However, before we can now take the dot product of these two and simplify, we need to “flip” b from its bra form Xb to its ket form b\. Technically in linear algrebra jargon this is “the dual”; essentially we’re just changing from a column vector to a row vector, so that the matrix multiplication works. So, flipping the second line end for end and plugging in gives

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However, before we can now take the dot product of these two and simplify, we need to “flip” b from its bra form Xb to its ket form b\. Technically in linear algrebra jargon this is “the dual”; essentially we’re just changing from a column vector to a row vector, so that the matrix multiplication works. So, flipping the second line end for end and plugging in gives

Xa b\ = H Xa 1\ X1 + Xa 2\ X2 L H 1\ X1 b\ + 2\ X2 b\ L

= Xa 1\ X1 1\ X1 b\ + Xa 1\ X1 2\ X2 b\ + Xa 2\ X1 b\ X2 1\ + Xa 2\ X2 2\ X2 b\

= Xa 1\ X1 b\ + Xa 2\ X2 b\

Before going any further, make sure you see that this is the same the result before : a1b1 + a2b2 .

But this time, we aren’t done; we can factor this part on the right to get.

Xa b\ = Xa H 1\ X1 + 2\ X2 L b\

or, since the part in the middle clearly is just some kind of identify multiplication

1 = 1\ X1 + 2\ X2 What the heck is that, I can hear you say.

Well, it isn’t obvious in traditional notation.

In Dirac notation, you use it all the time to “resolve” a matrix or dot product into a specific basis.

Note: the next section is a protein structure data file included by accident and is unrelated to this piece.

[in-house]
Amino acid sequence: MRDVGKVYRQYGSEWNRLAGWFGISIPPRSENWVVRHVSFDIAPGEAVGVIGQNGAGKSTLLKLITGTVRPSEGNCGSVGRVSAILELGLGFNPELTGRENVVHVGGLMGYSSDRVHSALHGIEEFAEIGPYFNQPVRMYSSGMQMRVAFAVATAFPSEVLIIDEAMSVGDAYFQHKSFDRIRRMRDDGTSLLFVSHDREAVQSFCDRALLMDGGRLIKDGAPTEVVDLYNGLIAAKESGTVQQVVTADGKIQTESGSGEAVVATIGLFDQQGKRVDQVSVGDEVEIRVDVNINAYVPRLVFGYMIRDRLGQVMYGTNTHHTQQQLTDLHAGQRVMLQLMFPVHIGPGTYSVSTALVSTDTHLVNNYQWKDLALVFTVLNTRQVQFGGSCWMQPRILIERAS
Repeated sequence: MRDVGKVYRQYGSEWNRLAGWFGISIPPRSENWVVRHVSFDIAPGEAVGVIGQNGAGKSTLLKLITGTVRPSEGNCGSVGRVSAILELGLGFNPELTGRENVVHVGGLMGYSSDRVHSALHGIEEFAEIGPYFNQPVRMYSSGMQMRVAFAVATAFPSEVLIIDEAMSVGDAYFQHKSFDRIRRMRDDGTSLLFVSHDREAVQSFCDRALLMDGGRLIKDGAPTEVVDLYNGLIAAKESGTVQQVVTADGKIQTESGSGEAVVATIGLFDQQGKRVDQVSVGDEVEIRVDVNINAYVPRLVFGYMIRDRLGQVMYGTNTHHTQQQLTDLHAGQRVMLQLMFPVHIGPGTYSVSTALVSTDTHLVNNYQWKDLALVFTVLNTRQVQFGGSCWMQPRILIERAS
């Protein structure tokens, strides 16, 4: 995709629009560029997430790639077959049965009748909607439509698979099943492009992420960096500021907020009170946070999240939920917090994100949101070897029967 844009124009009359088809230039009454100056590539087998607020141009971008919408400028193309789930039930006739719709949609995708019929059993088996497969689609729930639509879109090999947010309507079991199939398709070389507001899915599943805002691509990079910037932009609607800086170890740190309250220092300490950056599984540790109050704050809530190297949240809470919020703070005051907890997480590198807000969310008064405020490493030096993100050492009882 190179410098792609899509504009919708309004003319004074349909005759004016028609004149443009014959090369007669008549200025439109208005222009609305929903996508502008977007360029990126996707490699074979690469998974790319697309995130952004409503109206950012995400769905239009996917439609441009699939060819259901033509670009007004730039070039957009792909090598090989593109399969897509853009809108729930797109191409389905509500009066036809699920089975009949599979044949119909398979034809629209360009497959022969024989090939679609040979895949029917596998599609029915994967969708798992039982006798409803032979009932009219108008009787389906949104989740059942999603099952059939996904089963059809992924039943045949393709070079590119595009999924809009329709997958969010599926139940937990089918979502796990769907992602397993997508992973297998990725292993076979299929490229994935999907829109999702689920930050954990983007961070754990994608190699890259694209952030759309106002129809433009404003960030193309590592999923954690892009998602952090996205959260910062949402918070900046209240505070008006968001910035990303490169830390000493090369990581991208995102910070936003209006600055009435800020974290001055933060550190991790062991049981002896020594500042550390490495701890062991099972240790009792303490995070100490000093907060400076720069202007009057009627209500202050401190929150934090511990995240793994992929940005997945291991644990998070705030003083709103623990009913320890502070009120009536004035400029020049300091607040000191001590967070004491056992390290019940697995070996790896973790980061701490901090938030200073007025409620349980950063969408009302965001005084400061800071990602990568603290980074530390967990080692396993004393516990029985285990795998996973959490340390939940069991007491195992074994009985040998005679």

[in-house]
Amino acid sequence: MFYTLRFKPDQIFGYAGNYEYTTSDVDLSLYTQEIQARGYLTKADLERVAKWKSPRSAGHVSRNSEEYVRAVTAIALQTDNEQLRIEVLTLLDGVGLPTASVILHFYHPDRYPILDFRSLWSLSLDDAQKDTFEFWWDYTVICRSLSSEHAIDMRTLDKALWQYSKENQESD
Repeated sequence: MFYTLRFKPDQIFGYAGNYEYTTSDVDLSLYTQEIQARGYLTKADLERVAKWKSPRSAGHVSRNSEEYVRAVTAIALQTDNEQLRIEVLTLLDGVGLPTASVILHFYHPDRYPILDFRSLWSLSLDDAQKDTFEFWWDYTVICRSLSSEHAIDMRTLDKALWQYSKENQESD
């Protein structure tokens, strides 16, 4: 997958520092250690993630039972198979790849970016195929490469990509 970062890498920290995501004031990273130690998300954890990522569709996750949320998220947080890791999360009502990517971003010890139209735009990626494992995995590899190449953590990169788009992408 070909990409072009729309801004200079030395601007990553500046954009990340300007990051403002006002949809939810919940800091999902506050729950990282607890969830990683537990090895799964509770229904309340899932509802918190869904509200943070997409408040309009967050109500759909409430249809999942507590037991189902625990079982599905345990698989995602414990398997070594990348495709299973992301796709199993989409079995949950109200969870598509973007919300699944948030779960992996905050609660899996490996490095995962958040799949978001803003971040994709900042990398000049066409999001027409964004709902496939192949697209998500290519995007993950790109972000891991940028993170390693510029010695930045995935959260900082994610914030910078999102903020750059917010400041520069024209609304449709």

This is exactly where Dirac’s notation comes into its own.

In terms of concrete things you can visualize easily, and speaking loosely and some incorrectly by writing down numbers without an explicit basis, you can think of a ket as a column vector and a bra as a row vector. So in this

`e basis,

1\ = J1

0N 2\ = J0 1N X1 = H 1 0L X2 =H 0 1 L

and so »1\X1» is a (2x1) times (1x2) matrix multiplication, which gives 1\ X1 = J1 0

0 0N 2\ X2 = J0 0

0 1N and their sum is the identify matrix.

But there’s also an intuitive notion of what i\Xi means : it’s a projection operator onto one component of the basis.

The vertical bars mean that each piece is ready to do a dot product in that direction. In traditional notation then, having that act on a vector might be written something like

I ◊ e`

1`e

1◊M a” = I ◊ e`

1`e

1◊M Ia1`e

1 + a2`e

2M = e`

1a1

which is the advertised projection operator : all parts of the vector except in the i’th direction have been removed.

By adding together all the projection operators, you project onto the same space, which is why for any complete orthonormal base, we get the identity

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which is the advertised projection operator : all parts of the vector except in the i’th direction have been removed.